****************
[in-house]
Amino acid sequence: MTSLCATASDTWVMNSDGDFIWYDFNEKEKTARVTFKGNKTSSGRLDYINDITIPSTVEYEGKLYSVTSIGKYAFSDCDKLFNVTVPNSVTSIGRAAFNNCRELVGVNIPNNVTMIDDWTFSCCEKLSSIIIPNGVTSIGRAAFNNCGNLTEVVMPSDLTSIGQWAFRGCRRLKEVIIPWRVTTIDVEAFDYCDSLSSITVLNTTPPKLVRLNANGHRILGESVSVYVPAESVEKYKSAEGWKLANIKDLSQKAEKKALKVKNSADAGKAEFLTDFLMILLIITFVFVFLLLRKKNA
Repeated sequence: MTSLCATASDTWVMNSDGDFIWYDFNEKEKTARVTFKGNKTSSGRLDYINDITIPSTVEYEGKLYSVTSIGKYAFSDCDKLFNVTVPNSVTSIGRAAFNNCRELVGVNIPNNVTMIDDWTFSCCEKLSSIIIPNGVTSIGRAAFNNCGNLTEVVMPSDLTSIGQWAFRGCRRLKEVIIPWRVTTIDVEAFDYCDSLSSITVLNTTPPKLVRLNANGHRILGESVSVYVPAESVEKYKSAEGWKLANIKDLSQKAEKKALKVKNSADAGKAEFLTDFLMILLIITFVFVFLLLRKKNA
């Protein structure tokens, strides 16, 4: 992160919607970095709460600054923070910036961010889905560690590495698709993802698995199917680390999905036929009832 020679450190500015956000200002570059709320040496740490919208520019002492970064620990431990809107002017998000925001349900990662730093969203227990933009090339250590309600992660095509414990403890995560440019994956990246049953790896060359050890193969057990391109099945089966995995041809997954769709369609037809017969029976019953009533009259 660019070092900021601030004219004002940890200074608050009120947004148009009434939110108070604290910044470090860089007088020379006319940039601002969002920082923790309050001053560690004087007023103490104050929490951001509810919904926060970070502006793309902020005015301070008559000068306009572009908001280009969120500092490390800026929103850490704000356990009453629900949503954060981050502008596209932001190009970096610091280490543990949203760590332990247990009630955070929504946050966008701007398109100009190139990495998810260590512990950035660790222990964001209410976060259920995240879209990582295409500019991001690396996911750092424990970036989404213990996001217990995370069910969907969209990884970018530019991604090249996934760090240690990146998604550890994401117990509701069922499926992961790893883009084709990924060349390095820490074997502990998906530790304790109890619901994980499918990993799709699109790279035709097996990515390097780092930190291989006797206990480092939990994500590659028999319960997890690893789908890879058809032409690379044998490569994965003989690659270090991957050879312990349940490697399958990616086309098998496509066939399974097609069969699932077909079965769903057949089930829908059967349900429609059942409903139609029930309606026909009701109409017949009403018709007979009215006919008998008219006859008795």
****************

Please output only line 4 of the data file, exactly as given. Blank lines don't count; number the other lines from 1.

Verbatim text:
């Protein structure tokens, strides 16, 4: 992160919607970095709460600054923070910036961010889905560690590495698709993802698995199917680390999905036929009832 020679450190500015956000200002570059709320040496740490919208520019002492970064620990431990809107002017998000925001349900990662730093969203227990933009090339250590309600992660095509414990403890995560440019994956990246049953790896060359050890193969057990391109099945089966995995041809997954769709369609037809017969029976019953009533009259 660019070092900021601030004219004002940890200074608050009120947004148009009434939110108070604290910044470090860089007088020379006319940039601002969002920082923790309050001053560690004087007023103490104050929490951001509810919904926060970070502006793309902020005015301070008559000068306009572009908001280009969120500092490390800026929103850490704000356990009453629900949503954060981050502008596209932001190009970096610091280490543990949203760590332990247990009630955070929504946050966008701007398109100009190139990495998810260590512990950035660790222990964001209410976060259920995240879209990582295409500019991001690396996911750092424990970036989404213990996001217990995370069910969907969209990884970018530019991604090249996934760090240690990146998604550890994401117990509701069922499926992961790893883009084709990924060349390095820490074997502990998906530790304790109890619901994980499918990993799709699109790279035709097996990515390097780092930190291989006797206990480092939990994500590659028999319960997890690893789908890879058809032409690379044998490569994965003989690659270090991957050879312990349940490697399958990616086309098998496509066939399974097609069969699932077909079965769903057949089930829908059967349900429609059942409903139609029930309606026909009701109409017949009403018709007979009215006919008998008219006859008795």